2014/09/01

DeafDigest Mid-Week edition, September 1, 2014

 

– Starbuck wants to hire the deaf

Starbuck wants to hire the deaf. To hire them as
coffee baristas? No. It is not Starbucks, but
Starbuck Machining Company in Holland, Michigan.
Rich Starbuck, who owns the company, already has
one deaf employee and has paid for interpreter.
He said in a newspaper story that he wishes to hire
more – but very difficult to find those that
are qualified as machinists.

 
– a deaf attorney that financial cheats hate!

Attorney Robert Hunter is deaf. He specializes
in fighting and solving financial frauds. If you
have read all about the Madoff Ponzi Billion
Dollar frauds, this is an example of what
he does for a living. If there is a Deaf Fraud,
then he will fight it. Where is he and which law
firm he works for? He is a partner with the Herbert
Smith Freehills global law firm. He works out of the
branch in Great Britain, sorry not in USA.

 

 

– the world’s best deaf chef

Who is the World’s Best Deaf Chef? We will find out
on November 7th and 8th. A new event – Deaf Chef 2014
is taking place in Copenhagen, Denmark. Noted Deaf
Chef Kurt Ramborger has been invited and he has
accepted. Sponsoring this event is Allehånde Køkken,
Denmmark’S #1 food services vendor. More information
about this event will be announced sometime this month.

 

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08/31/14 Blue edition at:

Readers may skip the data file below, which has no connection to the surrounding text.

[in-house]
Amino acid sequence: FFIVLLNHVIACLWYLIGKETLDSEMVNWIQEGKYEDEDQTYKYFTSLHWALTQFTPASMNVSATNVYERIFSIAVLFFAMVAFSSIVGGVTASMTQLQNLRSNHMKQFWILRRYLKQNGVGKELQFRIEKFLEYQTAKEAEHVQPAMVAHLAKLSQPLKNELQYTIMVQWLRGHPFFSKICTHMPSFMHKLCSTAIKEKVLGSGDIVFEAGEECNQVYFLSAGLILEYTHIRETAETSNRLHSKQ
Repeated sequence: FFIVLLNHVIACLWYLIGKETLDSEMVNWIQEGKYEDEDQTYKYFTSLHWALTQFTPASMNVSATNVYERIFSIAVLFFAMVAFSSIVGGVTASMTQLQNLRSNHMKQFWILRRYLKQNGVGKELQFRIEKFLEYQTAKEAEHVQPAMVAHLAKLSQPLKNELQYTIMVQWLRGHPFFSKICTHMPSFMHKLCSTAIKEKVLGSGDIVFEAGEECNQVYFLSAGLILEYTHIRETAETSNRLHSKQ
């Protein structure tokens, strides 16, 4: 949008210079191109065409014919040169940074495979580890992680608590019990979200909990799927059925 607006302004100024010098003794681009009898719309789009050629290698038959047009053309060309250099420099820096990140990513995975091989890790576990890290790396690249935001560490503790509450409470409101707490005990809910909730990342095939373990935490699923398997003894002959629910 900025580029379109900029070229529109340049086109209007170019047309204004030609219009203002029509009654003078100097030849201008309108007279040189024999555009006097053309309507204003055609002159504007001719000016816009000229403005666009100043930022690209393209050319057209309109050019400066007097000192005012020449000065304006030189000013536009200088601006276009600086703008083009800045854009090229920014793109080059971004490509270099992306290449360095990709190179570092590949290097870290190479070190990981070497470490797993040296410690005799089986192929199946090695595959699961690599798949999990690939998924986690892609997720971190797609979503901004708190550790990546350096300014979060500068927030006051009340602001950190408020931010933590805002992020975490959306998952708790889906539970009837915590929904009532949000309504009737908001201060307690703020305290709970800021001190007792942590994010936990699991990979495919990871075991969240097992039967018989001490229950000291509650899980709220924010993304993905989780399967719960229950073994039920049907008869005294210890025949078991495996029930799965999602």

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2014/08/29

DeafDigest Mid-Week edition, August 29, 2014

 
– 3D helping the deaf in one way

We have read all about 3D, but the question is – how
can it help the deaf? In the case of Brendon Borellini,
the deaf-blind photographer, mentioned in a past
DeafDigest edition, it has. With a picture that Brendon
cannot see but has shot, 3D creates lifted surfaces.
He can feel these surfaces to know the background and
the environment. Why did he take up photography? At
first, it was just a joke, but it became a strong
interest with him.

 

– sign language hooked up to the web

A group of German computer scientists is working
on a project – sign language avatars (cartoon-looking
characters). These sign language characters would
“listen” to audio sounds and translate them into
sign language. Will it work? Yes, according to a
deaf consultant that is on the sign language
avatar design team. DeafDigest editor is a bit
skeptical – because different American accents
may cause wrong gestures to be signed out in ASL.
Also there are different regional signs for the
same word. Just wait and see.

 

– deaf people had hearing aid problems in late 1880′s

The early hearing aids, in the late 19th century, were
heavy and had to be carried by hands. The batteries were
also big and heavy. It created problems for the deaf,
not because they had to concentrate while listening
to sounds, but because they couldn’t sign when carrying
the hearing aids! Fortunately, hearing aids got smaller
and smaller over the years.

 
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2014/08/28

DeafDigest Mid-Week edition, August 28, 2014

 
– Did Switched at Birth TV fail the deaf?

The TV program Switched at Birth is considered
a success. But is it really a failure with us?
The program director, program writers, program
producer, program cameramen, program make up
artists, etc – are all hearing. The stars
are deaf but the crew are hearing. Success or
failure?

 
– Deaf Vibrations and Hearing Vibrations

Vibrations mean different things to different
people. Deaf percussionist Eve Glennie uses
vibrations to make a success out of her musical
performances. A physician that works with
tumors uses his own vibrations to help him
locate these danger spots. A sonic therapist
uses vibrations to help reduce pain and to